This greek mythology-inspired Temple built entirely from timber was designed to be burned at Burning Man!

The Temple to Burning Man is like Apple to Silicon Valley–it’s what it’s known for. At Burning Man, a nine-day desert gathering, the Temple is burned to the ground in total silence on the eighth and final night. While the Temple functions as a non-denominational, spiritual gathering space for Burning Man’s attendees, it represents a blank canvas for people to leave objects and words behind to be burned. Fernando Romero Enterprise (FR-EE), a New York and Mexico City-based architecture firm, revealed Holon Temple, an all-timber, spherical structure that’s designed to be burned.

The timber structure features interior replica altars with surrounding steps/stairs where festival-goers can reflect and meditate before the Temple burns to the ground. Each year, a new Temple is burned in Black Rock Desert, Nevada, where Burning Man is held and each year, the Temple represents something new. The wooden globe developed by FR-EE was named Holon Temple after Greek philosophy. Holon expresses that something is whole in and of itself as well as a part of a larger whole.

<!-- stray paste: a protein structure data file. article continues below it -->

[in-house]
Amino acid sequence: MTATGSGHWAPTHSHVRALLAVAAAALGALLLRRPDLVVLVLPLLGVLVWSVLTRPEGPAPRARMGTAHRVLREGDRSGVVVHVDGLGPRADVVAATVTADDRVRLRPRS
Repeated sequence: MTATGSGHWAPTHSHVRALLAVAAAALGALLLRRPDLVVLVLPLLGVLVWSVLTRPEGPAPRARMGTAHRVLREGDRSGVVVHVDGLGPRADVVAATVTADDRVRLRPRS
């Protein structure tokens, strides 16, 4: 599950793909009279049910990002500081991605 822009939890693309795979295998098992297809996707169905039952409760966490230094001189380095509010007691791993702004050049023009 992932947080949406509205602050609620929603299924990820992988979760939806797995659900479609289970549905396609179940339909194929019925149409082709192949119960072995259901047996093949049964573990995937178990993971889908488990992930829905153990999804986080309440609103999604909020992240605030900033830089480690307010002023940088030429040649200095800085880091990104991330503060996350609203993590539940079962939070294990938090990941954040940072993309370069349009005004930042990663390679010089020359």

At Burning Man, wooden structures are designed to be burned as part of the festival’s spiritual mission. Describing the inspiration behind Holon Temple, FR-EE notes, “It can be conceived as systems nested within each other. Every entity can be considered a holon, from a subatomic particle to the entire Universe. In the design concept for our proposal, the temple represents itself as the multiverse, a group of nested universes, a holon.” Similar to the grids of latitudinal and longitudinal lines on globes, Holon Temple is built on 48 “latitudinal” trusses and 34 “longitudinal” wooden beams, a number representative of the years Burning Man has existed.

From the outside, Holon Temple really does appear like a globe, a microcosmic model of Earth in the Black Rock Desert. The curvilinear trusses and globular structure of Holon Temple are symbolic of perfect order in the Universe and the Temple stands as a whole in and of itself, in addition to being part of a larger whole. On the eighth night of Burning Man, either the entire Temple or a miniature replica inside of Holon Temple would be burned. As the interior altar burns, the smoke would rise through the Temple’s cluster of compression rings, symbolizing the inevitable return of parts to a whole.

Designer: Fernando Romero Enterprise (FR-EE)



As part of their bid for a spot at Burning Man, the environmental impact and give back had to be calculated.